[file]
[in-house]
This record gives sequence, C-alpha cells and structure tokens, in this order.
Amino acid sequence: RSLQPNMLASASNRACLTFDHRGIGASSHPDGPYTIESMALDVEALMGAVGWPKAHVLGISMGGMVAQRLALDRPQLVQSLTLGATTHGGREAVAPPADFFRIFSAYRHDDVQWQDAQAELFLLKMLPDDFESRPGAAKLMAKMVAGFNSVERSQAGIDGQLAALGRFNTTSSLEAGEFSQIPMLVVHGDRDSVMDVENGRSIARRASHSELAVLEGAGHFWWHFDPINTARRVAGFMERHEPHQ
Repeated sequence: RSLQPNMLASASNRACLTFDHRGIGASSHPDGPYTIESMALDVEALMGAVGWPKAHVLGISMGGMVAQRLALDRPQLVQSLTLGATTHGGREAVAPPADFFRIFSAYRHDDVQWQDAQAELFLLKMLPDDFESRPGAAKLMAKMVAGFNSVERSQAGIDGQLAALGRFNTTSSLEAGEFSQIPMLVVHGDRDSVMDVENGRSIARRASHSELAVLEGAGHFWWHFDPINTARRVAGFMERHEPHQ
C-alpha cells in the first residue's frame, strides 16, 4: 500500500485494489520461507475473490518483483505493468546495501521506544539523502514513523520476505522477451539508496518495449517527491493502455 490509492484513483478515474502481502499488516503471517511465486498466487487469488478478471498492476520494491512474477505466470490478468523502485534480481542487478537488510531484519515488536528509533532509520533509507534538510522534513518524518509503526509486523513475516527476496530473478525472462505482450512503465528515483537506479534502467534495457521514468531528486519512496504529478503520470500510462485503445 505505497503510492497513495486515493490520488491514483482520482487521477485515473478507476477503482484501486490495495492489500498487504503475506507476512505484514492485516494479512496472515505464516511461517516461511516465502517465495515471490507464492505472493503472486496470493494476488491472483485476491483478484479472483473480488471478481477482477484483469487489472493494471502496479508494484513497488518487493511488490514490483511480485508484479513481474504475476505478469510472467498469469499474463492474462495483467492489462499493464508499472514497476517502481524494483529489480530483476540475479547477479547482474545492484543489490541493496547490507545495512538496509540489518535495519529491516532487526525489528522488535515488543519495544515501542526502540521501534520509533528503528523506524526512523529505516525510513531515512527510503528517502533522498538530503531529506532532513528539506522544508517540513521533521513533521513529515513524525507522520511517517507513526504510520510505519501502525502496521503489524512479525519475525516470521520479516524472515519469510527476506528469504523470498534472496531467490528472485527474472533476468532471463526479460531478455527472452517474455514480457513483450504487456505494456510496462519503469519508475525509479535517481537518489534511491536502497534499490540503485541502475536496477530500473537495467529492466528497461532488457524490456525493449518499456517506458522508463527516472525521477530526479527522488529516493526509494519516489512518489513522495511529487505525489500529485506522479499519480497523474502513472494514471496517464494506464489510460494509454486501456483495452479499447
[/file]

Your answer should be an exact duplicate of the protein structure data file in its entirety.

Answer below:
[in-house]
This record gives sequence, C-alpha cells and structure tokens, in this order.
Amino acid sequence: RSLQPNMLASASNRACLTFDHRGIGASSHPDGPYTIESMALDVEALMGAVGWPKAHVLGISMGGMVAQRLALDRPQLVQSLTLGATTHGGREAVAPPADFFRIFSAYRHDDVQWQDAQAELFLLKMLPDDFESRPGAAKLMAKMVAGFNSVERSQAGIDGQLAALGRFNTTSSLEAGEFSQIPMLVVHGDRDSVMDVENGRSIARRASHSELAVLEGAGHFWWHFDPINTARRVAGFMERHEPHQ
Repeated sequence: RSLQPNMLASASNRACLTFDHRGIGASSHPDGPYTIESMALDVEALMGAVGWPKAHVLGISMGGMVAQRLALDRPQLVQSLTLGATTHGGREAVAPPADFFRIFSAYRHDDVQWQDAQAELFLLKMLPDDFESRPGAAKLMAKMVAGFNSVERSQAGIDGQLAALGRFNTTSSLEAGEFSQIPMLVVHGDRDSVMDVENGRSIARRASHSELAVLEGAGHFWWHFDPINTARRVAGFMERHEPHQ
C-alpha cells in the first residue's frame, strides 16, 4: 500500500485494489520461507475473490518483483505493468546495501521506544539523502514513523520476505522477451539508496518495449517527491493502455 490509492484513483478515474502481502499488516503471517511465486498466487487469488478478471498492476520494491512474477505466470490478468523502485534480481542487478537488510531484519515488536528509533532509520533509507534538510522534513518524518509503526509486523513475516527476496530473478525472462505482450512503465528515483537506479534502467534495457521514468531528486519512496504529478503520470500510462485503445 505505497503510492497513495486515493490520488491514483482520482487521477485515473478507476477503482484501486490495495492489500498487504503475506507476512505484514492485516494479512496472515505464516511461517516461511516465502517465495515471490507464492505472493503472486496470493494476488491472483485476491483478484479472483473480488471478481477482477484483469487489472493494471502496479508494484513497488518487493511488490514490483511480485508484479513481474504475476505478469510472467498469469499474463492474462495483467492489462499493464508499472514497476517502481524494483529489480530483476540475479547477479547482474545492484543489490541493496547490507545495512538496509540489518535495519529491516532487526525489528522488535515488543519495544515501542526502540521501534520509533528503528523506524526512523529505516525510513531515512527510503528517502533522498538530503531529506532532513528539506522544508517540513521533521513533521513529515513524525507522520511517517507513526504510520510505519501502525502496521503489524512479525519475525516470521520479516524472515519469510527476506528469504523470498534472496531467490528472485527474472533476468532471463526479460531478455527472452517474455514480457513483450504487456505494456510496462519503469519508475525509479535517481537518489534511491536502497534499490540503485541502475536496477530500473537495467529492466528497461532488457524490456525493449518499456517506458522508463527516472525521477530526479527522488529516493526509494519516489512518489513522495511529487505525489500529485506522479499519480497523474502513472494514471496517464494506464489510460494509454486501456483495452479499447